[The Dancing House / The Emmaus Monastery]
DAY 8: The Jewish Quarter
My third day in the city started with a really nice walk around town, with a local historian, Lukas, to observe newer projects that have been built in plots either destroyed during WWII or dismissed by the communist regime that followed, resulting in a very diverse approach to reconstruction and heritage preservation led after the conflict, varying, for example, depending on the location in the city or the typology of the building.
In the afternoon, I dedicated the majority of my time to the Old Jewish Ghetto of Prague, situated in the northern part of the city. A true city inside a city, even if the area is not very big considering the thousands that inhabited it before WWII, and that for many reasons throughout the centuries were forced to concentrate and keep to this part of town.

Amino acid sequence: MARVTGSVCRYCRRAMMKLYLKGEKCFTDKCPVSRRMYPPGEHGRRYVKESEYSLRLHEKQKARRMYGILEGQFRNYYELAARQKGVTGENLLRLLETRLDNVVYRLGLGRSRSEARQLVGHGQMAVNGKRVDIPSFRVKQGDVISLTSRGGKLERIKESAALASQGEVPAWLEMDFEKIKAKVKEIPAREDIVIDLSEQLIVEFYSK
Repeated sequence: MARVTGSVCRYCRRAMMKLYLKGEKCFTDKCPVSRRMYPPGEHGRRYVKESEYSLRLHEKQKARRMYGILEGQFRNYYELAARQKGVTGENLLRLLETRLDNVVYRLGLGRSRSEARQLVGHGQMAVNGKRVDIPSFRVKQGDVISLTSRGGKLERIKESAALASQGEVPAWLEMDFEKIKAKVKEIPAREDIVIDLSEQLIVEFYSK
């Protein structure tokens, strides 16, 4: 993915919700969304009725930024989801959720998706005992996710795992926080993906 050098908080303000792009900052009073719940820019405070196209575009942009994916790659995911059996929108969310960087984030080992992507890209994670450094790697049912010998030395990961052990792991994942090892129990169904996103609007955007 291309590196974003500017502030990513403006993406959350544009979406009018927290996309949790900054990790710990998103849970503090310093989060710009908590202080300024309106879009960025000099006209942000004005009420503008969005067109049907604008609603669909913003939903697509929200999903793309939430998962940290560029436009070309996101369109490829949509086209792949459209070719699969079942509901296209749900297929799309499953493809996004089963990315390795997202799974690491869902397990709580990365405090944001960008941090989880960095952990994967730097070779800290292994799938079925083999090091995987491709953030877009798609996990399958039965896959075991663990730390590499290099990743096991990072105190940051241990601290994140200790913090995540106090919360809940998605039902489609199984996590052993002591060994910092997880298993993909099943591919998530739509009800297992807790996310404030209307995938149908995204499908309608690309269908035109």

[The cemetery in the Jewish Quarter]
Nowadays, the neighborhood, completely included in the remaining urban system, hosts a significant minor number of jews, as many were deported and killed during the Nazi occupation of the country and many of those who survived decided not to come back. Nonetheless, the majority of the main structures that characterized the Josefov – also called like these to celebrate the Toleration Act, issued by Joseph II in 1781, granting the jews from Prague many rights – remain and have been carefully reconstructed and preserved. Among them, the synagogues – six in total – allow the visitors to have a glimpse of the rich history of the quarter, as some stand for centuries and date back to the medieval times, served as hubs for the sharing of fresh ideas or as a refuge for the jewish community during persecutions or pogroms.